*I find I drink more frequently during the summer — because, as I’ve already noted, everyone knows beer consumed outdoors tastes better than beer consumed indoors and everyone enjoys being out in good weather — but giving it up for the football match was the harder aspect. Beer and football go together and always have. I gave up drinking for five weeks between the end of the Premier League season and the start of the World Cup, and that was fine. I went and hung out on patios for happy hours and to friends’ barbeques and whatnot…no problem. I spend one Sunday 8:30am match not drinking with my footie mates, and it’s two hours of agony. Even with a 4-0 victory for Spurs.

**Because secretly, I’m eight.

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Lesson #385: Malaria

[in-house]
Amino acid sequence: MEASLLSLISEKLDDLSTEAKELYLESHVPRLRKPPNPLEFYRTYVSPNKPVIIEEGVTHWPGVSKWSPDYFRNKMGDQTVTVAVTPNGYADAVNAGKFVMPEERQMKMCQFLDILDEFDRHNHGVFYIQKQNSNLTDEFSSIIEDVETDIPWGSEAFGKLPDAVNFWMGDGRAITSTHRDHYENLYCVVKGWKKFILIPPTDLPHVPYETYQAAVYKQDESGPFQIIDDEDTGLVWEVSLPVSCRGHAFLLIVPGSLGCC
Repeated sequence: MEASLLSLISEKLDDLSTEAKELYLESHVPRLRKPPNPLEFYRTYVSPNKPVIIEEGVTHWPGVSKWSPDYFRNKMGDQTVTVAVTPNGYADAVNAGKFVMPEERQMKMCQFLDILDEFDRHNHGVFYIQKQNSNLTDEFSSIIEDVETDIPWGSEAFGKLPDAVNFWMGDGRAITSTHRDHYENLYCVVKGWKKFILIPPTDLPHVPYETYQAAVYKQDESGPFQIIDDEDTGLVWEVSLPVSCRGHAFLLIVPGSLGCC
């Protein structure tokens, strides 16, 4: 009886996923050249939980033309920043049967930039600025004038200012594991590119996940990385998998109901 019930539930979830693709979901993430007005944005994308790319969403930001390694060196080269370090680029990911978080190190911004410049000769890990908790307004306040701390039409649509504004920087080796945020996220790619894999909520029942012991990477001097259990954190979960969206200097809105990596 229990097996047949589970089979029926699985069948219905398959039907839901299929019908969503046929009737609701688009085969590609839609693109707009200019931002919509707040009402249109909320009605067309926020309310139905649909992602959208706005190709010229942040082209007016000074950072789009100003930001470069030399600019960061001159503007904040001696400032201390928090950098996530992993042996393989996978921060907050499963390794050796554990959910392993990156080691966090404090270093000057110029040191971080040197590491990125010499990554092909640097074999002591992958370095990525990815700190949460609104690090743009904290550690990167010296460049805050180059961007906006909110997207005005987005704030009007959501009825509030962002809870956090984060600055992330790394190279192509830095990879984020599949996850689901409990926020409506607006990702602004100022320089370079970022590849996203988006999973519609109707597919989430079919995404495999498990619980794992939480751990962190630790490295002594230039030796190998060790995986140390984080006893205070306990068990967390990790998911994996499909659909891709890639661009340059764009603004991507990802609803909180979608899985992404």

As Liverpool didn’t play until this morning, I invited our Tanzanian friend out to the clubhouse with us for the first match of the new football season. Afterwards, we stopped by our local for a pint and got to talking about the work he’s doing. He’s over doing a year of his PhD work at the School of Public Health, in which he’s working on shortening the length of time a mosquito can transmit malaria — he said right now it’s about six days; he’s working with a team to cut that in half. Which meant he had to explain all the basics of malaria to me because my knowledge of malaria was two points. It’s transmitted by mosquitos, and it’s treated with quinine.